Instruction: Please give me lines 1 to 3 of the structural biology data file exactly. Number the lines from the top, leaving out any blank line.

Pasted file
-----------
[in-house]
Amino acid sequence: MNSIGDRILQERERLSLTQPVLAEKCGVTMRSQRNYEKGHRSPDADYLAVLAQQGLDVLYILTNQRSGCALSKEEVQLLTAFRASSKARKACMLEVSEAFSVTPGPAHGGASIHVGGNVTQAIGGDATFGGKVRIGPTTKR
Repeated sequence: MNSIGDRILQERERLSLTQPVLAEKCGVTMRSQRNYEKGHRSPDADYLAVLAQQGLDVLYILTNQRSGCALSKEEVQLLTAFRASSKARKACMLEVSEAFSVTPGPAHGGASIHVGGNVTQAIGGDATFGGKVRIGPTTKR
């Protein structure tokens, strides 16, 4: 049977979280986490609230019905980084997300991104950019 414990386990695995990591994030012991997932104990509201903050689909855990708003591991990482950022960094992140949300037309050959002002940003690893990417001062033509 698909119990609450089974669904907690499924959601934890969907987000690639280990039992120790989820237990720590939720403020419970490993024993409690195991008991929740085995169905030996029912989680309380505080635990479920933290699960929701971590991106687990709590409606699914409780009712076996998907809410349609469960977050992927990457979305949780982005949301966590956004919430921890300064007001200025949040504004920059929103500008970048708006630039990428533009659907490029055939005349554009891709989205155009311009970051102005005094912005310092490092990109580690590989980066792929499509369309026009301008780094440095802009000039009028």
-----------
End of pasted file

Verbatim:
[in-house]
Amino acid sequence: MNSIGDRILQERERLSLTQPVLAEKCGVTMRSQRNYEKGHRSPDADYLAVLAQQGLDVLYILTNQRSGCALSKEEVQLLTAFRASSKARKACMLEVSEAFSVTPGPAHGGASIHVGGNVTQAIGGDATFGGKVRIGPTTKR
Repeated sequence: MNSIGDRILQERERLSLTQPVLAEKCGVTMRSQRNYEKGHRSPDADYLAVLAQQGLDVLYILTNQRSGCALSKEEVQLLTAFRASSKARKACMLEVSEAFSVTPGPAHGGASIHVGGNVTQAIGGDATFGGKVRIGPTTKR